Tuesday, December 23, 2008

eggs i have known

some of the best thrift stores in boise are found on state street, or just off of it. it’s a straight shot from salvation army to st. vinnie’s to idaho youth ranch; and, if on your way to thrift row you hang a right just after the parcel post, there’s the “good samaritan,” a hidden treasure on the corner of washington and 19th.

i had four hours to kill on state street today—some part of my fiendish car was needing to be fixed, so i left it at tune tech on 12th and plodded along the slushy sidewalk, thinking it would only take an hour and a half. not enough time to make it to salvation army and browse for a significant amount of time, not that i would want to make the trip on foot in the winter anyway. so i stopped in at the good samaritan. i hadn’t visited that thrift in years. it’s still the same quirky little neighborhood shop, totally absent of hipsters, with some of the best prices of any thrift store i’ve ever been to (with the exception of dollar duds and the 94-cent salvation army outlet, both of which are now, sadly, defunct.)

today my main score was in books. i found an anthology of short stories, an anthology of short creative nonfiction stories, an old copy of "the dialectic of sex: the case for feminist revolution," and a few other miscellaneous titles, a couple of which i might write about in detail later. but i’m burying the lede: "eggs i have known," by corinne griffith.

it’s a little yellow cookbook from 1955. perhaps the best title for a cookbook ever. it starts with a quote from joseph conrad:

The intention of every other piece of prose
may be discussed and even mistrusted; but
the purpose of a cookery books is one and unmistakable.
Its object can conceivably
be no other than to increase the happiness
of mankind.


i’m burying the lede again. i’m not too interested in the book itself, aside from its cute cover and title. tucked into the middle of “a chapter on meats,” between pages 76 and 77, i found this:

transcription:

To A Dear House

When I have gone from here someone will sit
In this same chair beside the fire & knit,
In this same bed where I have slept, someone
Will sleep, unknown to me, and see the sun,
Rise through my window-pane & then unfold
Dark meadows until they turn to shining gold.
Someone will turn her key in this front door,--
And it will be her home, & mine, no more.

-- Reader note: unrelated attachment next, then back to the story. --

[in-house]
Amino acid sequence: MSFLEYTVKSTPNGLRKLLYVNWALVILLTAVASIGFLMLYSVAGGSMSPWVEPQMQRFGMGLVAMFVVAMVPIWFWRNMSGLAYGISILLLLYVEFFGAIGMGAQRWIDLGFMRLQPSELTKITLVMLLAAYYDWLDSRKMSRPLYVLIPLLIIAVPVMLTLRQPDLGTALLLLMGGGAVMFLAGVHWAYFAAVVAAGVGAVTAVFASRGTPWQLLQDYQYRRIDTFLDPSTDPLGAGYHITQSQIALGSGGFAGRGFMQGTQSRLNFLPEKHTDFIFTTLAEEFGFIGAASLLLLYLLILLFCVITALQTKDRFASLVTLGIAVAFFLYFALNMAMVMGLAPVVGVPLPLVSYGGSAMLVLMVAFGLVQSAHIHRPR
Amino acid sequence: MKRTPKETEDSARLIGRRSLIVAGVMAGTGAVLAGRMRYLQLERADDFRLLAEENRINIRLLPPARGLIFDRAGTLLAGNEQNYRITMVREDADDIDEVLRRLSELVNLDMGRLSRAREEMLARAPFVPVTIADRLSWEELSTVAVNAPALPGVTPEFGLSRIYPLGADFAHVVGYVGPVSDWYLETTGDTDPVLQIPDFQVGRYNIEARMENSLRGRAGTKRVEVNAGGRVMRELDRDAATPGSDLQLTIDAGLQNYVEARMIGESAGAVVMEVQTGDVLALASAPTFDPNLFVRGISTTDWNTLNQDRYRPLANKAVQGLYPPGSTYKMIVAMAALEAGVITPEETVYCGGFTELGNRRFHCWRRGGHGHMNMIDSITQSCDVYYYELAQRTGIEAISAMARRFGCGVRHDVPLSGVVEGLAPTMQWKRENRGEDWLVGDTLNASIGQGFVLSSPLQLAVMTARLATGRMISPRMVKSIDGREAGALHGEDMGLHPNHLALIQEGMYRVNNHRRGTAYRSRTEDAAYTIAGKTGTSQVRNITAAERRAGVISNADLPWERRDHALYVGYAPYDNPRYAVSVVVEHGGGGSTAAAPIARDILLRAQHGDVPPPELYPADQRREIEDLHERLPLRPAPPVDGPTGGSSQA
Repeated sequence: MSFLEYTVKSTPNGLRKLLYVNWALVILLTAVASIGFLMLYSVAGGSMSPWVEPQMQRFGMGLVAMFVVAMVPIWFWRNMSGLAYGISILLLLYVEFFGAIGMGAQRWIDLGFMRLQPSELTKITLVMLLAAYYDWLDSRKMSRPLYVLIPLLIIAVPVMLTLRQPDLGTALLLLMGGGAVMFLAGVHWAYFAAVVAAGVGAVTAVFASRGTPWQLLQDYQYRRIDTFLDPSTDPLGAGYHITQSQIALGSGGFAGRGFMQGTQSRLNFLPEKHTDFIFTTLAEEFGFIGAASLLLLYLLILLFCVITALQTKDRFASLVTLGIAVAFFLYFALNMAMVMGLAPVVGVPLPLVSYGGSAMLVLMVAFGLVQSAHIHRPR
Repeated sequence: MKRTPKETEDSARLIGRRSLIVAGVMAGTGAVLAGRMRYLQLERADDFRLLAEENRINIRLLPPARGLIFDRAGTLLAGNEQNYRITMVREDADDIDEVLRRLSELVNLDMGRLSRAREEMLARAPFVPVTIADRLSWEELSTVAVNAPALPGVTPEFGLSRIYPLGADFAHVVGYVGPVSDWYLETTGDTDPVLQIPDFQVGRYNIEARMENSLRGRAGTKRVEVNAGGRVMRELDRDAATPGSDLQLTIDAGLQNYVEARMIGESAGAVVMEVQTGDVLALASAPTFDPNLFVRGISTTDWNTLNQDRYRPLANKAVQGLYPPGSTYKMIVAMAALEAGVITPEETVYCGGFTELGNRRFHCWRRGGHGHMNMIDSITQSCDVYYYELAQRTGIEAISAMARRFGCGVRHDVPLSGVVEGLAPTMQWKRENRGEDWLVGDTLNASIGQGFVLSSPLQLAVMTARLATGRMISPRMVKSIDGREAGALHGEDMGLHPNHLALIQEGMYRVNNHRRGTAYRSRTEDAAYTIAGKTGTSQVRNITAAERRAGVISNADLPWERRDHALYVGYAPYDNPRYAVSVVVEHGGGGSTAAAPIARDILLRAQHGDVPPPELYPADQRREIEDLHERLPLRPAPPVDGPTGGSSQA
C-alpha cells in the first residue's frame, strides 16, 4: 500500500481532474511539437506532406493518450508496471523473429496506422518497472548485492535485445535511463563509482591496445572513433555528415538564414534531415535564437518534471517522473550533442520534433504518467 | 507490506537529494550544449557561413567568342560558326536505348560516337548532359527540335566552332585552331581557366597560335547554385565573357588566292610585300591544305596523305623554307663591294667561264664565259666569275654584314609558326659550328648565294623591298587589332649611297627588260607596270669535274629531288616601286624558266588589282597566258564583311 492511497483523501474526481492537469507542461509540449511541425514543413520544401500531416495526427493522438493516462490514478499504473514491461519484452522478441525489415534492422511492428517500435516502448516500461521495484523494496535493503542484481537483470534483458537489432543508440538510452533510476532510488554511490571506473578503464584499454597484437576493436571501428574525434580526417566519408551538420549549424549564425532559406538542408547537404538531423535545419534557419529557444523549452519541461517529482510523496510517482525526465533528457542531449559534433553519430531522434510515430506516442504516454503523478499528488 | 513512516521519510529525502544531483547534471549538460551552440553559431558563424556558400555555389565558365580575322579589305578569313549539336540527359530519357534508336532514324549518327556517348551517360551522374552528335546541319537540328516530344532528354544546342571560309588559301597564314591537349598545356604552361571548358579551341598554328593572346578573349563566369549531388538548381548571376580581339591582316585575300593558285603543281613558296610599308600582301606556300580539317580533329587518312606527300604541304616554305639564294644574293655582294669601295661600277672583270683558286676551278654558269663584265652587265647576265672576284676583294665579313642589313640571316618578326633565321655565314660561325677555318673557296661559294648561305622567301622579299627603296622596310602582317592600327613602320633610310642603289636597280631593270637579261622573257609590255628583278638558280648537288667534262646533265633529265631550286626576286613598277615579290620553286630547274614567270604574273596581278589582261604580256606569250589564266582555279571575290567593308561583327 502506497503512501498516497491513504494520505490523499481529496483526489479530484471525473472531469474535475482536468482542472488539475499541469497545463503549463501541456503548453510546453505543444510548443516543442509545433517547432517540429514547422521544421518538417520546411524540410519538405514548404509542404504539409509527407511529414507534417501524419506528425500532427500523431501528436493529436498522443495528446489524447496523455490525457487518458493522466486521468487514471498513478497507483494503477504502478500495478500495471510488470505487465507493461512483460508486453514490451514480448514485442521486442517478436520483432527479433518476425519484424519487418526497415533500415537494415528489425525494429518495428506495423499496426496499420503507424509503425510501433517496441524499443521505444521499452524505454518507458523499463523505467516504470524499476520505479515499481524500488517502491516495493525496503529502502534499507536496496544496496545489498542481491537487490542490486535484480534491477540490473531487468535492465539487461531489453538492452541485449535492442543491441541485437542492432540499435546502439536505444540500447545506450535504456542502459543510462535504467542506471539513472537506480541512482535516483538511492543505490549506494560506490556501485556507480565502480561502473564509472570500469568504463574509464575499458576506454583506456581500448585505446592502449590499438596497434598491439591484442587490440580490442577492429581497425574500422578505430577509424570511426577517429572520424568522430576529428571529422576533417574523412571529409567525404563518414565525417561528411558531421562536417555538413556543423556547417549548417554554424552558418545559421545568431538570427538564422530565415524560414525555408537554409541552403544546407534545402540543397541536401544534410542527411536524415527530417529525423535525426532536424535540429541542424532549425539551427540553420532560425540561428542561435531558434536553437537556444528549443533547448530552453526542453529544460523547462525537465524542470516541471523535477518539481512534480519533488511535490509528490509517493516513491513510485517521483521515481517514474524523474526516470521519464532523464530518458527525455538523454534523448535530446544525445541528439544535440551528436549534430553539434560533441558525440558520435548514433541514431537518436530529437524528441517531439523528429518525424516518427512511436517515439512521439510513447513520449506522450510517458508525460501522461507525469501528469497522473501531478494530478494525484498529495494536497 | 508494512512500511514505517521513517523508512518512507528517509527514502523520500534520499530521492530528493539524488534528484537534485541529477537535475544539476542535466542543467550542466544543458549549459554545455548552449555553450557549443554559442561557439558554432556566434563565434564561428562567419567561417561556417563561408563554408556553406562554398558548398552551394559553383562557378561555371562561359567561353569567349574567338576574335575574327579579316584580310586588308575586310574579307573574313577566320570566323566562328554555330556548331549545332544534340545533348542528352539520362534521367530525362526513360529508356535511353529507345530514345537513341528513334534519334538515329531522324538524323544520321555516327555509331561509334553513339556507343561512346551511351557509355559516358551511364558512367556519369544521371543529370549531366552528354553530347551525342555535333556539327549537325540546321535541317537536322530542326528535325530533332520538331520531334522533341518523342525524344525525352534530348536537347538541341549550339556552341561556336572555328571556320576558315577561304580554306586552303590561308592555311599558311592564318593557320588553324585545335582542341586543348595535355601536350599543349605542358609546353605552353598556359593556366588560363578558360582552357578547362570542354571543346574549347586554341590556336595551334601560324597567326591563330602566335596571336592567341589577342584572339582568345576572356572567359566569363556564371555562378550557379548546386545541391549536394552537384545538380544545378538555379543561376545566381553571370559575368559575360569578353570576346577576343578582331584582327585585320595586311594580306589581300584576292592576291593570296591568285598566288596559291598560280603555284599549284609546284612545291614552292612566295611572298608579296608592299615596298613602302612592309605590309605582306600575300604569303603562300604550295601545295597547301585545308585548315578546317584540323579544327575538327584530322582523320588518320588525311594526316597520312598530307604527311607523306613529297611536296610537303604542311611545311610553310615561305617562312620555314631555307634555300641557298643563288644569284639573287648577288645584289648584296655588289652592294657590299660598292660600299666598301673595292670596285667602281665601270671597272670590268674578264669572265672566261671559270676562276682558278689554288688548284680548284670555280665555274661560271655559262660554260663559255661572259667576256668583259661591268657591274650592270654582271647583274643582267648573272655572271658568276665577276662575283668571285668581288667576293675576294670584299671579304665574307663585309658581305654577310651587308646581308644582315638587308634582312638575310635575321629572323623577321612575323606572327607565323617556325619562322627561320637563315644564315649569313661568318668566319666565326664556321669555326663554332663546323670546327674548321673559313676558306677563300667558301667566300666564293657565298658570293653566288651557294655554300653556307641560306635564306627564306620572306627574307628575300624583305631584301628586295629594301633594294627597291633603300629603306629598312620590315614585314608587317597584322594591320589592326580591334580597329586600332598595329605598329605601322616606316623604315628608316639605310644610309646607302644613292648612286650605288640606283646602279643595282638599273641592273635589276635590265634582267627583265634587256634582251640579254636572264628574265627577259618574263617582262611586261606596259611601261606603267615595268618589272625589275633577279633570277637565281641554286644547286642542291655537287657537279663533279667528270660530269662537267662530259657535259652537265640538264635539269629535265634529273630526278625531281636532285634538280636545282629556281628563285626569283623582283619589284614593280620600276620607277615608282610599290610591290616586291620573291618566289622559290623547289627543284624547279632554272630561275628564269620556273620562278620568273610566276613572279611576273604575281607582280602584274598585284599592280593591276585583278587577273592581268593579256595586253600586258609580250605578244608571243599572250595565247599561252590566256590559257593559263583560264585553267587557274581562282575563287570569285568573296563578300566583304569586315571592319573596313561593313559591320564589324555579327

I know this but I hope who comes to stay,
Will know how much I loved you—yesterday.

Kitty Parsons
Rockport, Mass.

finding this was a little incredible. i just finished writing a poetry/essay piece about women and houses. when i started i was going to make a chapbook of poems about people who have made an impact on my life, with a poem for each person focused on their house in some way. then the project evolved, and i decided to write all the poems about women and their houses; each poem became a mini-biography of each woman, and i alternated them with prose that informed the poems, and collectively the piece tells a portion of my own autobiography. i think i need to write an entirely new piece centered around “to a dear house.”

i just looked up kitty parsons online, and i continue to be amazed. here’s a link to some information about her poetry:
http://myweb.northshore.edu/users/ccarlsen/poetry/gloucester/parsons_dogtown_common.htm

i’m really excited about this—there’s a lot of information about kitty online, i’ll have to go deeper into it when i don’t have an article to write that was due last thursday. i wonder if “to a dear house” was ever published. i wonder what happened to her house in rockport and who lives there now. i wonder how the hell her copy of “eggs i have known” made its way to the good samaritan thrift store on the corner of 19th and washington in boise, idaho, of all places.

that’s assuming she hand-wrote this page and owned the book. it’s too cool not to assume those things.

from http://cowhampshire.blogharbor.com/blog/_archives/2006/9/25/2265198.html:

Richard Henry Recchia, born Ricardo Recchia, son of Frank and Rosa Louisa (Dondero) Rocchia, was b. 20 November 1885 in Quincy MA and d. 17 Aug 1983 in Rockport Massachusetts, at the age of 98. He was a sculptor, mural painter, and illustrator. He married 1st) by 1915 to Anita D. "Ana" ---. She b. abt 1890 in Chile, South America. He married 2d) abt 1917 to Mary Catherine "Kitty" Parsons, dau of Henry Chapman & Catherine Davis (Leavitt) Parsons. She b. 19 Aug 1899 in Stratford, Fairfield Co CT, and d. July 1976 in Gloucester MA. She was a watercolor artist, especially of floral still life and marine painting, and poet. In 1942 Richard and Kitty were living in Rockport MA at 6 Summer Street. Richard Recchia was buried at the Beech Grove Cemetery in Rockport MA.

1 comment:

be :) said...

omg! how trippy! thats so awesome!